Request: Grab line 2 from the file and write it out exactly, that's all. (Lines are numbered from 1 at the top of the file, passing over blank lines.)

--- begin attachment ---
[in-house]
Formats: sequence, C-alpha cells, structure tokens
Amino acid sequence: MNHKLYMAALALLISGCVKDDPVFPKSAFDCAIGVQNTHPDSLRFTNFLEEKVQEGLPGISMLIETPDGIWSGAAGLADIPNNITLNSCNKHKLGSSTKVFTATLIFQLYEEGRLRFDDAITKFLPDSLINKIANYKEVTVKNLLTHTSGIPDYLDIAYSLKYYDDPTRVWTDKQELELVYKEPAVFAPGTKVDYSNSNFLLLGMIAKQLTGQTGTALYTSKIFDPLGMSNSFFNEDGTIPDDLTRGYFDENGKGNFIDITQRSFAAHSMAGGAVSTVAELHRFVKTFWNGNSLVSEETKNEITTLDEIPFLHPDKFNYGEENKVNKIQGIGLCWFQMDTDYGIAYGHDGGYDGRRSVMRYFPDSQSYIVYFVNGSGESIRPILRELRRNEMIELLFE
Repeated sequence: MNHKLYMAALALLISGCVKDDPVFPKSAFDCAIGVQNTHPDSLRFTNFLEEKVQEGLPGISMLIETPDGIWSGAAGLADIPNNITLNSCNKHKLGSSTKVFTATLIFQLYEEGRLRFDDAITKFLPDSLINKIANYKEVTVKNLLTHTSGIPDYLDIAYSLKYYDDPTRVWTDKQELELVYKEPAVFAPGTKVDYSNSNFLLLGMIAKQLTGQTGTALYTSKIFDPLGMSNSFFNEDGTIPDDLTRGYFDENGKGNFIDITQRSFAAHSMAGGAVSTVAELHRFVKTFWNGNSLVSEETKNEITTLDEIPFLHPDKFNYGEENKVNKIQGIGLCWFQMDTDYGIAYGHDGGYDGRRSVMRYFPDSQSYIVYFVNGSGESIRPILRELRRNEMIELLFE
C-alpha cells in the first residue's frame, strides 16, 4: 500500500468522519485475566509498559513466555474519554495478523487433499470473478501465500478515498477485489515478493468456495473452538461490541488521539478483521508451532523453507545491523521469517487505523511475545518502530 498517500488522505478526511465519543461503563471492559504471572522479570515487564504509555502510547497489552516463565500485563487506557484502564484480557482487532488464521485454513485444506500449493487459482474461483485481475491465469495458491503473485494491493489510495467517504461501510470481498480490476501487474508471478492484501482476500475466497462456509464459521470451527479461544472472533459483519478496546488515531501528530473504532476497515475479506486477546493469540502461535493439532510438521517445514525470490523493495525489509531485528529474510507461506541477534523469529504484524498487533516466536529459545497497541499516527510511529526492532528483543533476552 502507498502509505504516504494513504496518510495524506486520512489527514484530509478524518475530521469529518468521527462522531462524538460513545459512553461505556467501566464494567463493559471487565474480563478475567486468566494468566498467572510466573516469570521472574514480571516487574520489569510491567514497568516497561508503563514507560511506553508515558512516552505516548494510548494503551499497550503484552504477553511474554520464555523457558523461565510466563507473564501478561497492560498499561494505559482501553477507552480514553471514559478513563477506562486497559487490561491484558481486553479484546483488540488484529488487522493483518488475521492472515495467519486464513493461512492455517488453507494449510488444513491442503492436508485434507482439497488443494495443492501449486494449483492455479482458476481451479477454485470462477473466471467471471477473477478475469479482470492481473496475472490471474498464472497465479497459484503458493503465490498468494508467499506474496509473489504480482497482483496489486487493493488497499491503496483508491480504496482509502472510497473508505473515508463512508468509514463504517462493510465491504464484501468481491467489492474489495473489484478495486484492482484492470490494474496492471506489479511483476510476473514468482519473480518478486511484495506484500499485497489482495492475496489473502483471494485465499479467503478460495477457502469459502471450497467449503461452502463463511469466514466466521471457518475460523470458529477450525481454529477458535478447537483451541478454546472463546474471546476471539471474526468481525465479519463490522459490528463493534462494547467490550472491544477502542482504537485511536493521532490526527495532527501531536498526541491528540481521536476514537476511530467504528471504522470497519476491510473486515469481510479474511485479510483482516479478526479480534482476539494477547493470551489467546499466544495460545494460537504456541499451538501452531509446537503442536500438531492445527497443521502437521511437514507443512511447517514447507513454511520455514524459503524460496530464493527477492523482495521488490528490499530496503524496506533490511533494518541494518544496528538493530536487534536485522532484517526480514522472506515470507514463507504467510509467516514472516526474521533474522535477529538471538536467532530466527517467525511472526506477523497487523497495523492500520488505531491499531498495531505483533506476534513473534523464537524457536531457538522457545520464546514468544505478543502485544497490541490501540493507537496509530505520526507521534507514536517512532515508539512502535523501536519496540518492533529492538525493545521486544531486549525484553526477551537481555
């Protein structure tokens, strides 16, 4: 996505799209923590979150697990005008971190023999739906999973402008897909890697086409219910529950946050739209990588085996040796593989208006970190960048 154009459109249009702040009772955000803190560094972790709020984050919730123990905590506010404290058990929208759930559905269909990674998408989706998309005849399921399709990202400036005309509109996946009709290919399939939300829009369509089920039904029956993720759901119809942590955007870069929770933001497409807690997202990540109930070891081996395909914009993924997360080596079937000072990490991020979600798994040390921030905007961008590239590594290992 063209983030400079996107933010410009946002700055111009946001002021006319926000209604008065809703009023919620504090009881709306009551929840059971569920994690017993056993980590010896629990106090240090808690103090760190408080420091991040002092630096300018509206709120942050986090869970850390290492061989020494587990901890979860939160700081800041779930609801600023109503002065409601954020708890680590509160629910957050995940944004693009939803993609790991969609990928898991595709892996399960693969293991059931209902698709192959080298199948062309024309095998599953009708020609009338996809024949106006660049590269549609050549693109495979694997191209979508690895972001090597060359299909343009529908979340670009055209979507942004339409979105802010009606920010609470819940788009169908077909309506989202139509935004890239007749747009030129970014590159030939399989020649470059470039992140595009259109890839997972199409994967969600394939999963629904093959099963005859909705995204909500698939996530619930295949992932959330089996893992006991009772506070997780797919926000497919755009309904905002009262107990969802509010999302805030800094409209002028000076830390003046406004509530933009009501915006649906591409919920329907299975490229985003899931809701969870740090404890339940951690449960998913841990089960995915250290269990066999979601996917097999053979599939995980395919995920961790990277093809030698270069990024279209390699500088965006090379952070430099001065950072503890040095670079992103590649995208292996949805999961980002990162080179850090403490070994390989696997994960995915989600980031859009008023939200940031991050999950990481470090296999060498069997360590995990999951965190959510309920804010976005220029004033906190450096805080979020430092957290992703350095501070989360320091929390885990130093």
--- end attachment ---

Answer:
Formats: sequence, C-alpha cells, structure tokens